Last month Dublin got quite a shock when Queen Victoria announced she would visit in three weeks time. Having the Queen pop by is no small affair in this day and age. The city was also taken aback since this is her first visit to Ireland in 39 years.

The announcement was a surprise to her staff as well, since the elderly lady usually spends spring in the Riviera for her health. She has become quite frail and they know she isn’t long for this world. Victoria will join her late husband Albert next January.

Beatrice and Mum
The Queen does not come alone. Besides an entourage of servants, she came with her daughter, Princess Beatrice. Beatrice is the youngest of Victoria’s children, and was widowed herself four years ago. The Queen’s Indian secretary, Abdul Karim, also came. He and Beatrice are now the Queen’s most constant companions. There are whispers about the Queen’s apparent affection for Karim. I think she just likes having a strong man she can trust near her. His exotic good looks probably don’t hurt, either.

Dublin has been scurrying about making preparations for the visit. Victoria is the leader of the largest Empire the world has ever seen, and must be treated as such. The British Empire covers nearly one quarter of the earth and one fifth of the global population! The welcome must be worthy of the symbol of this Global Power. So three weeks is certainly not enough time to prepare!

A pier had to be built for Her Majesty to disembark upon. Carpenters have worked around the clock to get it built in time. An arch was also built for Her Majesty to pass through as she entered the city from the bay. It is created like a Gothic castle and looks very regal. Never mind it’s made of wood and canvas. A stone one in such short order was out of the question. Buildings everywhere sport Union Jacks, and buntings crisscross the streets as old Dublin is dressed up for the party.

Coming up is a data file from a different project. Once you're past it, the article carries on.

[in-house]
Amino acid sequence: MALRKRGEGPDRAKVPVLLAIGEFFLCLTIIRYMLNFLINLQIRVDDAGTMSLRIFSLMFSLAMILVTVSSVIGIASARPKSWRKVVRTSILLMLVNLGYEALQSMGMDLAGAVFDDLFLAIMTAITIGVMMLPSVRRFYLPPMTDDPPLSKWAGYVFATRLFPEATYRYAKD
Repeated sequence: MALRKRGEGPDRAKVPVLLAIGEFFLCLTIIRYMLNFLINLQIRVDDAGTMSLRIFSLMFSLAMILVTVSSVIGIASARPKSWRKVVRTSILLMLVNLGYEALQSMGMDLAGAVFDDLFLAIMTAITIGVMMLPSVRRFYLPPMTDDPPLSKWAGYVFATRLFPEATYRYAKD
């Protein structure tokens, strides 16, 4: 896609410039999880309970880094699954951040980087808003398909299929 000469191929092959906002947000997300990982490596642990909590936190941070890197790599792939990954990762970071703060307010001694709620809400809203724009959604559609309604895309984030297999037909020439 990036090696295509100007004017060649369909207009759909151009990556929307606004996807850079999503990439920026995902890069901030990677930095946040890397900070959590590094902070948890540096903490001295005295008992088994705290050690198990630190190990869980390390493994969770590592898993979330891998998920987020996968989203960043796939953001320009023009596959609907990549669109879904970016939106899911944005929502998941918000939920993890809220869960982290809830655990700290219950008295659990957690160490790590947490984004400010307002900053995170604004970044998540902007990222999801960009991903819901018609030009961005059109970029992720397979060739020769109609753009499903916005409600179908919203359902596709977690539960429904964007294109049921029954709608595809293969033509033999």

Welcoming Arch (not bad for wood and canvas, eh?)
Yesterday at 2:15 in the afternoon, the Royal Yacht, the Victoria and Albert II, dropped anchor in Dublin Bay. Her Majesty spent the night aboard. Dozens of tourists rowed boats out to get a closer peek, but only got a better look at the ship, not the Queen herself. No incidence of violence, although 100 cannons were fired over the Bay as a salute when she arrived. Last night there was a huge fireworks display which must have kept Her Majesty awake.

Priests told their flocks to boycott the welcoming ceremonies. Indeed the reception committee of city dignitaries was missing over 20 men. Although Catholics have been given back most civil rights, they are still treated as second class citizens. The Queen is the head of the Protestant Church of Ireland, so she represents both religious oppression, as well as the Head of the Empire that holds Ireland in chains. Throngs have snubbed the whole visit on both political and religious grounds.

This morning Her Majesty stepped out on the new pier and was whisked away in an open carriage. The red clad soldiers and brass bands made a fine parade. The streets were lined with cheering crowds. You would never know there was any kind of boycott. Even so I’m not sure how many showed up as an act of support and how many just came for the spectacle. I think the latter made up most of the crowd.

Queen's carriage leaving the harbour
The Queen gave a short but heartfelt speech about the brave Irish soldiers who have fought for her in the Boer War in South Africa. She came to Ireland to pay tribute to the 1000s who have given their lives to the Empire. I heard someone mutter she just came to recruit more foolish men to fight in a war that didn’t concern Ireland.

Demonstrations have been kept in check. The Irish Transvaal Committee gathered for a torchlight procession of protest last night, but were chased off by baton-wielding police officers. Mainstream media are pro-Victoria, but the nationalist newspaper The United Irishman today called Her “the Famine Queen.” Policemen seized as many copies as they could find and arrested the editor, Arthur Griffith, future founder of the Irish Political Party, Sinn Fein. He will be in jail for the next two weeks.